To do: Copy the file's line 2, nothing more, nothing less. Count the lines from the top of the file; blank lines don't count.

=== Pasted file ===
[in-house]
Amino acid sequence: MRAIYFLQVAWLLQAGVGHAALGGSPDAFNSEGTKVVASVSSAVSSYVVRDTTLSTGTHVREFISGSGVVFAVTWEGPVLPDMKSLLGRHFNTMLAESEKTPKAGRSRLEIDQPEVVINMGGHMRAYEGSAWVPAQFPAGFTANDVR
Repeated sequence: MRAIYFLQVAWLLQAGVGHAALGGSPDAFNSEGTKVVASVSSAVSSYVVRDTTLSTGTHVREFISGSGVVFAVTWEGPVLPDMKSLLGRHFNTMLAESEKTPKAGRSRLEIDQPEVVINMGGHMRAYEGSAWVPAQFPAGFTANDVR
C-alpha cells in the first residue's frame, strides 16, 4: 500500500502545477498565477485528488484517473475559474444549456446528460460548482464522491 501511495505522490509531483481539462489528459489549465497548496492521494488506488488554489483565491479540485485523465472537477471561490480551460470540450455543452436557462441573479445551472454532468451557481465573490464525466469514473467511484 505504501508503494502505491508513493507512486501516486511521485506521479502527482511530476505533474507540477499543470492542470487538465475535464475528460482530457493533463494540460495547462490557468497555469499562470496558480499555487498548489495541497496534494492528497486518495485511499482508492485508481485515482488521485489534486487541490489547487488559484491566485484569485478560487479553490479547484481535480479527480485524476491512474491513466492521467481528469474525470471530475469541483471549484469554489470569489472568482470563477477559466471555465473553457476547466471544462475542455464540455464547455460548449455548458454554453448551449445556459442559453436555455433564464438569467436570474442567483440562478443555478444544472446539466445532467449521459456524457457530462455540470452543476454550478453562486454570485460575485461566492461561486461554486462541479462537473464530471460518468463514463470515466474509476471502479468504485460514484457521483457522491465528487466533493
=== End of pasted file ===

Amino acid sequence: MRAIYFLQVAWLLQAGVGHAALGGSPDAFNSEGTKVVASVSSAVSSYVVRDTTLSTGTHVREFISGSGVVFAVTWEGPVLPDMKSLLGRHFNTMLAESEKTPKAGRSRLEIDQPEVVINMGGHMRAYEGSAWVPAQFPAGFTANDVR